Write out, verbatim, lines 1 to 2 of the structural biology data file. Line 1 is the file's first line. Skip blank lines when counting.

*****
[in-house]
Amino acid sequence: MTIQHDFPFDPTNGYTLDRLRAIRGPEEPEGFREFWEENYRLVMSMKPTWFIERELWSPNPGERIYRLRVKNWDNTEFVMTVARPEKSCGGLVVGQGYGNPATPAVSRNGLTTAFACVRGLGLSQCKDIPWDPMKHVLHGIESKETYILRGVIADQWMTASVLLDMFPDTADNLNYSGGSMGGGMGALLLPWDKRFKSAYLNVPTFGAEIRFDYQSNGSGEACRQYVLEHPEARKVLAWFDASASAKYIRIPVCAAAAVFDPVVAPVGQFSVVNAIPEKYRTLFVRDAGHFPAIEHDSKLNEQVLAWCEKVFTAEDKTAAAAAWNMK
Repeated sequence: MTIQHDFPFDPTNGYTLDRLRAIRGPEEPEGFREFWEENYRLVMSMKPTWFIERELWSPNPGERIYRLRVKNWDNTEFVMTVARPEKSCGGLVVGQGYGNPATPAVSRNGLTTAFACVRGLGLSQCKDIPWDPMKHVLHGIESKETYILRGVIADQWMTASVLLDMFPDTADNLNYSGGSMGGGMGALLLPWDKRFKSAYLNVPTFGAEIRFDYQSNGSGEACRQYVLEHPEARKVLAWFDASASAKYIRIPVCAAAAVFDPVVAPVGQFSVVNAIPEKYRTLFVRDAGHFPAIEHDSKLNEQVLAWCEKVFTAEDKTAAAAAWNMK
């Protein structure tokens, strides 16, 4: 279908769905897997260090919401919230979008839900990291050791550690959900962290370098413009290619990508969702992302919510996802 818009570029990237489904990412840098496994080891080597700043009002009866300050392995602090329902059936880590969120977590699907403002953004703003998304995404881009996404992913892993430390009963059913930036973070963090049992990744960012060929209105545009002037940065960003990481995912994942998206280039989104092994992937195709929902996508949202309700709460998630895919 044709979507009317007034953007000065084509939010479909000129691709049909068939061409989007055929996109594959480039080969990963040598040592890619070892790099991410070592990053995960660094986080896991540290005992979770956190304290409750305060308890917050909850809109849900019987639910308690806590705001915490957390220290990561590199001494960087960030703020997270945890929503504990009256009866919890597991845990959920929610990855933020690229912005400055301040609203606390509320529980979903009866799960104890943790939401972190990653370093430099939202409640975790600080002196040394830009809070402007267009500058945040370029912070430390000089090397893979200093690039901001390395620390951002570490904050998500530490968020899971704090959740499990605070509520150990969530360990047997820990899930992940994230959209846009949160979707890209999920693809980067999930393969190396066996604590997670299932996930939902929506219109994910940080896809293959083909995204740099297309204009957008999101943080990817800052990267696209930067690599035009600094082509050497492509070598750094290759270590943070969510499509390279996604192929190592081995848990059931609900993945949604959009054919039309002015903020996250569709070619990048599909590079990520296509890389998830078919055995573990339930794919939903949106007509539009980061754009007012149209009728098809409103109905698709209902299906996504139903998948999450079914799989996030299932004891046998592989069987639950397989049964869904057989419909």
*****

[in-house]
Amino acid sequence: MTIQHDFPFDPTNGYTLDRLRAIRGPEEPEGFREFWEENYRLVMSMKPTWFIERELWSPNPGERIYRLRVKNWDNTEFVMTVARPEKSCGGLVVGQGYGNPATPAVSRNGLTTAFACVRGLGLSQCKDIPWDPMKHVLHGIESKETYILRGVIADQWMTASVLLDMFPDTADNLNYSGGSMGGGMGALLLPWDKRFKSAYLNVPTFGAEIRFDYQSNGSGEACRQYVLEHPEARKVLAWFDASASAKYIRIPVCAAAAVFDPVVAPVGQFSVVNAIPEKYRTLFVRDAGHFPAIEHDSKLNEQVLAWCEKVFTAEDKTAAAAAWNMK